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Why Trade Matters

Benefits of trade Benefits of Trade Trade helps us feed a hungry world

Cargill’s business is feeding a hungry world. That means that food must be able to move to where it is needed, when it is needed—across countries, continents and oceans.

To accomplish this, we need access to an unrestricted, open trading system that connects all members of the world community. Using that system of trade, we can provide communities around the world with a dependable, affordable and nutritious food supply.

Trade provides access to technology and resources

But trade isn’t just about food. Open trade also allows nations to reach across borders to obtain other goods, services, new technologies and other resources they need to prosper. Most often these are resources which are not available or feasible to cultivate, manufacture or otherwise obtain internally. They may range from raw materials to factory machinery to finished products and other resources.

By obtaining these necessary resources through trade, companies can keep workers employed and consumers supplied with the items they need and want.

Trade benefits consumers and workers

Trade gives consumers access to products that contain a wide range of ingredients grown around the world. And it creates jobs even in places far from where specific crops are grown. Consider the following examples.

Cocoa and chocolate

Although chocolate products are enjoyed around the world, about two-thirds of the world’s cocoa is grown in West Africa. But thanks to trade, Cargill employees working in the United States, the Netherlands and Germany have jobs processing cocoa into a variety of ingredients.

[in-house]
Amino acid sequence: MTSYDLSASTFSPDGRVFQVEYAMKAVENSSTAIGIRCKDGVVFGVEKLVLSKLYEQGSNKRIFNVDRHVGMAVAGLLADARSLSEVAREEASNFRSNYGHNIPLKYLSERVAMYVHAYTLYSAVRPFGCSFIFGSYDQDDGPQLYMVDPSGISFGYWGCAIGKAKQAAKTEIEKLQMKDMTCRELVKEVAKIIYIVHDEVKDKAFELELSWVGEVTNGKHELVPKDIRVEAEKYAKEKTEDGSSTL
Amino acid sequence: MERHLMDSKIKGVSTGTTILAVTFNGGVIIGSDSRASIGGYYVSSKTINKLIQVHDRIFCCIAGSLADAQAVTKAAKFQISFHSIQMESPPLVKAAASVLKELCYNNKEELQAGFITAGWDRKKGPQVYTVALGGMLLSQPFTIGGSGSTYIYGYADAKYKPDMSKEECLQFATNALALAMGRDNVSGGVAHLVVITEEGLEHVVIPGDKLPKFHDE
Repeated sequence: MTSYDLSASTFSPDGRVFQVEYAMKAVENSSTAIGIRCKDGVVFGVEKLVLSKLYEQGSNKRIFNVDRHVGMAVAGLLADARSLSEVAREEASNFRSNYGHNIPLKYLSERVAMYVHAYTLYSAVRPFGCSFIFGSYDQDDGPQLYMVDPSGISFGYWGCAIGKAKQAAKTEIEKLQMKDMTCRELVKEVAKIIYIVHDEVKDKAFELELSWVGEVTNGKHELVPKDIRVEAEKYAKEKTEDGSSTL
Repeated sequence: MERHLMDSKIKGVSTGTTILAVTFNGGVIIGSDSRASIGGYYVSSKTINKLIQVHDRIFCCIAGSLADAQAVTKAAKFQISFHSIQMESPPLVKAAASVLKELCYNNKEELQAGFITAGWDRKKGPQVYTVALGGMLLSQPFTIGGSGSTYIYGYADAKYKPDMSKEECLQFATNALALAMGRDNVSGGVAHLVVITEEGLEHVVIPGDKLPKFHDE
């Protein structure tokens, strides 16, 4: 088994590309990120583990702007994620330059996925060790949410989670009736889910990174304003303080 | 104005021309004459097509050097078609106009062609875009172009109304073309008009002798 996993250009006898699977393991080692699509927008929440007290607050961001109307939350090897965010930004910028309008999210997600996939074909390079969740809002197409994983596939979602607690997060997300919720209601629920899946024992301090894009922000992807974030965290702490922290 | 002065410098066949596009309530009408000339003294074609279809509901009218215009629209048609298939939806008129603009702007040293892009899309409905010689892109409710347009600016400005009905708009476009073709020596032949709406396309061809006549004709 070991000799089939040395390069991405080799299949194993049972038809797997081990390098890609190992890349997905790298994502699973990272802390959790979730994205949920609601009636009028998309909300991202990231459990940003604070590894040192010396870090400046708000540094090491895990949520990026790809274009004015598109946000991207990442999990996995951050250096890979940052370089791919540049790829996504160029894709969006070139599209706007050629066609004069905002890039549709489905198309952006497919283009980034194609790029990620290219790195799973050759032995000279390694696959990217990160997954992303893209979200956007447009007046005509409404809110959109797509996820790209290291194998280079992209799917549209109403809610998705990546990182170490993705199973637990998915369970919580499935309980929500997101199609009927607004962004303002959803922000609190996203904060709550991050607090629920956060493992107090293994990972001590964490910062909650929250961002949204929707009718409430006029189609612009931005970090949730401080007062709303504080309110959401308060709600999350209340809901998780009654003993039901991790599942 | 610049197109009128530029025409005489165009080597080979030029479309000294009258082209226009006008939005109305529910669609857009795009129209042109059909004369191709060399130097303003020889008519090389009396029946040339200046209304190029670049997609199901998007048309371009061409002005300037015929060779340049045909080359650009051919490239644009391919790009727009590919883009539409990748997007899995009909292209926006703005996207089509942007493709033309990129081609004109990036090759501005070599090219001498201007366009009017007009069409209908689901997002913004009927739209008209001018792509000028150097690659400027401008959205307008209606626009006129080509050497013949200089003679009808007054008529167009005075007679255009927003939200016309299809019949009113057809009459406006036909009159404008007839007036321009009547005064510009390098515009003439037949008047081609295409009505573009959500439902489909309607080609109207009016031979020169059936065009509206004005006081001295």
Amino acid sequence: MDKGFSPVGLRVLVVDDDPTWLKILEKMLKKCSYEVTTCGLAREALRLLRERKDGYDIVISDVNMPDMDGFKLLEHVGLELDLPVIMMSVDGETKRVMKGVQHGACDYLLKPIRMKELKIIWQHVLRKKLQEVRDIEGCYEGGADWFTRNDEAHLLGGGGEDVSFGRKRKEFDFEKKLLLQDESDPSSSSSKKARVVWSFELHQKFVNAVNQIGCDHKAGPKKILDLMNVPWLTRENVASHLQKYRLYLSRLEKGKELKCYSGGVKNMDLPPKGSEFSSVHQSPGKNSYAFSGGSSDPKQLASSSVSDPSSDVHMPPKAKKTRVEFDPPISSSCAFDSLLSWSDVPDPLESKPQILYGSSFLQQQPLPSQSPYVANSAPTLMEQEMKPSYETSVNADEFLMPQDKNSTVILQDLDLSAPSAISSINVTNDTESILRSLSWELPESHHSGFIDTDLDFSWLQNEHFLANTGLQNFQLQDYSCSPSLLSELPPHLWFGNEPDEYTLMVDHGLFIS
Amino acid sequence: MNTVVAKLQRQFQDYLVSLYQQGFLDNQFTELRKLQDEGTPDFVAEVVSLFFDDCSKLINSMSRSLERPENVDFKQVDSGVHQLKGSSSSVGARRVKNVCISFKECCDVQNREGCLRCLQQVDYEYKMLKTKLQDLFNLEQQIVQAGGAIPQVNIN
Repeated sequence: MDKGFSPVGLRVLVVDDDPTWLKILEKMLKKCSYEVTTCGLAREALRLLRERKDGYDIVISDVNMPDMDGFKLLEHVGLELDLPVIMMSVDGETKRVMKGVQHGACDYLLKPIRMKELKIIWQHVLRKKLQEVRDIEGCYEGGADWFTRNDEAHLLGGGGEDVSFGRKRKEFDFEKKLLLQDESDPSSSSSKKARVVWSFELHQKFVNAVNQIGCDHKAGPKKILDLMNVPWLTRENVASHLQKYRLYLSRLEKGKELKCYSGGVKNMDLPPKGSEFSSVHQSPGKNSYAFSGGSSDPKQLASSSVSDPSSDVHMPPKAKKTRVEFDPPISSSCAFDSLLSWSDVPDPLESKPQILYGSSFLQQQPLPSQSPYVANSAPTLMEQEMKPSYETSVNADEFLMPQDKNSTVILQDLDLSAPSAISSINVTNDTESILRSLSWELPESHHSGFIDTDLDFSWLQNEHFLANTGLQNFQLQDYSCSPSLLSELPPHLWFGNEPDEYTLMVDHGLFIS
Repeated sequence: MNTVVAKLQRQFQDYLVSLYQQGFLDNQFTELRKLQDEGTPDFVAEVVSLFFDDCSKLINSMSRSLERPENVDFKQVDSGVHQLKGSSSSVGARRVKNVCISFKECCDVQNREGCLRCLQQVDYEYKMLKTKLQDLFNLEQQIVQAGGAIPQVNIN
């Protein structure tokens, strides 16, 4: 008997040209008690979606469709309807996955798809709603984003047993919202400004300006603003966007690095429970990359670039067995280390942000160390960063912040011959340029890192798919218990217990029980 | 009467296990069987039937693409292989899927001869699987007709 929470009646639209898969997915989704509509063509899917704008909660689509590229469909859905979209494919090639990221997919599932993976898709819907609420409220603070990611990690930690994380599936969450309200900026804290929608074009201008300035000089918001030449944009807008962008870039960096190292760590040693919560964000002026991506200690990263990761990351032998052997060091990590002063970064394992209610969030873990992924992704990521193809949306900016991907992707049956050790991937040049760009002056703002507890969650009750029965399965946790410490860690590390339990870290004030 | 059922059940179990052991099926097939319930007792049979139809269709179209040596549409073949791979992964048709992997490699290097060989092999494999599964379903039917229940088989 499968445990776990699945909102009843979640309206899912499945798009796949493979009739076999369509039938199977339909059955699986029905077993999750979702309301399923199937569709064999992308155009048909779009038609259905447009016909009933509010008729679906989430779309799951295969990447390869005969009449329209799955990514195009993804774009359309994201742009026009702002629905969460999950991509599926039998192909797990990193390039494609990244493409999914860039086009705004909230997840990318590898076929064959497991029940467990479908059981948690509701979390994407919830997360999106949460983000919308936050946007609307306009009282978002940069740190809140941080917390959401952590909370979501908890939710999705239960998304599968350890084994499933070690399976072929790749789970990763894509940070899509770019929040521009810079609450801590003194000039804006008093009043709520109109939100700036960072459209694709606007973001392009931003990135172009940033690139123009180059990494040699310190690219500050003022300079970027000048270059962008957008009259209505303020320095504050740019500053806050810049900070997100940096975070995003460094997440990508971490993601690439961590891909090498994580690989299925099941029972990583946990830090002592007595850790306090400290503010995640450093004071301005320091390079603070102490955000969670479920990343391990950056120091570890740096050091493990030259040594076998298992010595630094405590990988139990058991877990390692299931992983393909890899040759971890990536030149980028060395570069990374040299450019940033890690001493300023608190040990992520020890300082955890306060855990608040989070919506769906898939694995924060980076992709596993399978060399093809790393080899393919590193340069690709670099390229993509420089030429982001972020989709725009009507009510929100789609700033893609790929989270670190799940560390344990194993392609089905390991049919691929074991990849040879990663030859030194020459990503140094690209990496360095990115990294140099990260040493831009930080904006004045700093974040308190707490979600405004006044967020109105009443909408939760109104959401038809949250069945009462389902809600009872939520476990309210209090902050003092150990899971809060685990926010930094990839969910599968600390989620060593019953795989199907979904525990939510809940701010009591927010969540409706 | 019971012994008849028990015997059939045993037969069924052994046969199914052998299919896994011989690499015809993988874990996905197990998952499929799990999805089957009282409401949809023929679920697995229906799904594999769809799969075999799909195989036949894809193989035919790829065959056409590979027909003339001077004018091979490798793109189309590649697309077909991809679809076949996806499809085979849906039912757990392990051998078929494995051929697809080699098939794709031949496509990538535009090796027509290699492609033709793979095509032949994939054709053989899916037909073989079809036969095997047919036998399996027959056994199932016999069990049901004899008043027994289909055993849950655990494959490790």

Palm oil

The oil palms from which we obtain crude palm oil, palm kernel and palm kernel oil grow only in tropical climates. International trade supports the farmers and workers who grow and mill oil palm in Indonesia, as well as the many companies around the world who use the resulting products as ingredients.


Soybeans grown in the Western Hemisphere may travel through trade channels to Egypt, where they are crushed in a Cargill facility and then used to produce staple food items in a nation that cannot produce enough soybeans on its own.

By acquiring resources through open trade, countries can invigorate their economies and create new opportunities that would not otherwise be available. That’s because robust trade stimulates free enterprise and competition, which can help create jobs and economic growth, generate new export opportunities and improve the quality of life.

Trade lifts people out of poverty

These benefits are especially critical to developing nations, where the growth and economic development generated by trade have the potential to lift large portions of the population out of poverty. When trade connects developing nations to world markets, it also creates new job opportunities all along the supply chain.

As employment increases and incomes rise, trade helps more people in these nations advance beyond mere subsistence and enter the consumer class, where they will generate new demand for goods that further bolsters the robustness of trade. This is particularly true in agriculture. According to USDA, developing countries are projected to account for more than 80 percent of the increase in global demand for meat, grains and oilseeds to 2026.

Trade supports our entire supply chain

In our case, these additional benefits of trade extend to people all along our supply chain—including Cargill employees, our partners, customers, consumers and all those who live in the communities where Cargill operates.

And that’s reason enough for Cargill to do what we can to ensure that all of the world’s citizens have the opportunity to share in the benefits of trade.

More in this section:

Trade Feeds the World

Trade is everywhere, just below the surface, in many—or even most—of the goods we use and consume every day.

NAFTA in a Nutshell

The North American Free Trade Agreement has provided the United States, Canada and Mexico with mutual access to one another’s markets for nearly 25 years.